Dr. Yancy: He's getting worse that Gray Davis, the governor he helped impeach for an even less ominous plan.

Dr. Sam: Wasn't it interesting that Warren Beatty in his remarks after receiving his Golden Globe Award about the people he had influenced, said, "I told Arnold he should become a Democrat - and he did."

Dr Yancy: You guys take the politician's words too seriously. They're all a bunch of crooks. They are populist trying to win the popular vote.

Dr Edwards: But we have to take their words seriously. People don't change all that much and what they say at one time, is usually how they really feel. Changing their opinion should make us all run in the other direction.

Dr. Michelle: Well, I believe Hillary. She's learned her lesson and will now be our patient's friend.

Dr. Sam:  Not on your life. She tried to bamboozle the most ruthless, anti-patient, anti-American, economically unsound national health plan ever devised down our throats. I wouldn't trust her collecting my garbage.

Dr Yancy: What's the matter Sam? Don't you have a big enough shredder? To read more, please go to

Dr. Michelle: But she's a very bright lady.

Dr. Sam: And ruthless. Why do you think her husband had sex with an intern? Isn't that like having sex with a student? Having relations with someone that answers to you is normally prosecuted, whether a student, or patient, or parishioner. The only exception that I know is attorneys and clients. The Bar has not even yet made that unethical.

Dr Yancy: See, there you have it. Any respectable woman would have shed her husband at that point. But a ruthless, conniving, power-seeking women, simply calculates the advantages of remaining in the public eye for her own ulterior motives vs doing a run for the presidency on her own credentials.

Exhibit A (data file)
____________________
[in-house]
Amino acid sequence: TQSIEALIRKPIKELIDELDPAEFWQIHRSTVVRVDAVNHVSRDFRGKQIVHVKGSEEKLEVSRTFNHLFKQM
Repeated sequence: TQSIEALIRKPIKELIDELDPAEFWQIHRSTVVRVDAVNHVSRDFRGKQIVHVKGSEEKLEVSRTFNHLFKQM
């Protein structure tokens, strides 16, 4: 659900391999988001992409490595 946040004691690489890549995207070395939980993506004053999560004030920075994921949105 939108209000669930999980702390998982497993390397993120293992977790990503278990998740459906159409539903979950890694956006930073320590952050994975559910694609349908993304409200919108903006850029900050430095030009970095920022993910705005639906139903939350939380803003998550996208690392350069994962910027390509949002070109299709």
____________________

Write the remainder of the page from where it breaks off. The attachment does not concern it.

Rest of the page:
Dr. Sam: Has anyone seen the Wall Street Journal this noon?

Dr. Michelle: I have it here. Here's the Market Place section. I'm working on the Personal Journal.

Dr. Sam: Looked to me like you were reading the Chron.

Dr. Michelle: They do look so similar now. Real sad.

Dr. Rosen: A week after our previous comments about the WSJ, I begin receiving a copy of the Financial Times. The label read Jan 14, 2008. Looks like I got a year's subscription as a promotional item. Maybe they're capitalizing on the unfortunate tabloid sizing of the WSJ. I laid the three papers next to each other. The Sacramento Bee and the SF Chronicle were the same size. The WSJ was about a half inch narrower. And guess what? The FT, which was also downsized, was one-half inch wider than the local papers and a full inch wider than the WSJ. And what's more, the smaller size had seven columns of news.

Dr. Sam: Should we ask the Hospital Administrator to switch to the FT for the doctors' staff room?

Dr Edwards: Certainly a more efficient use of a busy practitioner's time.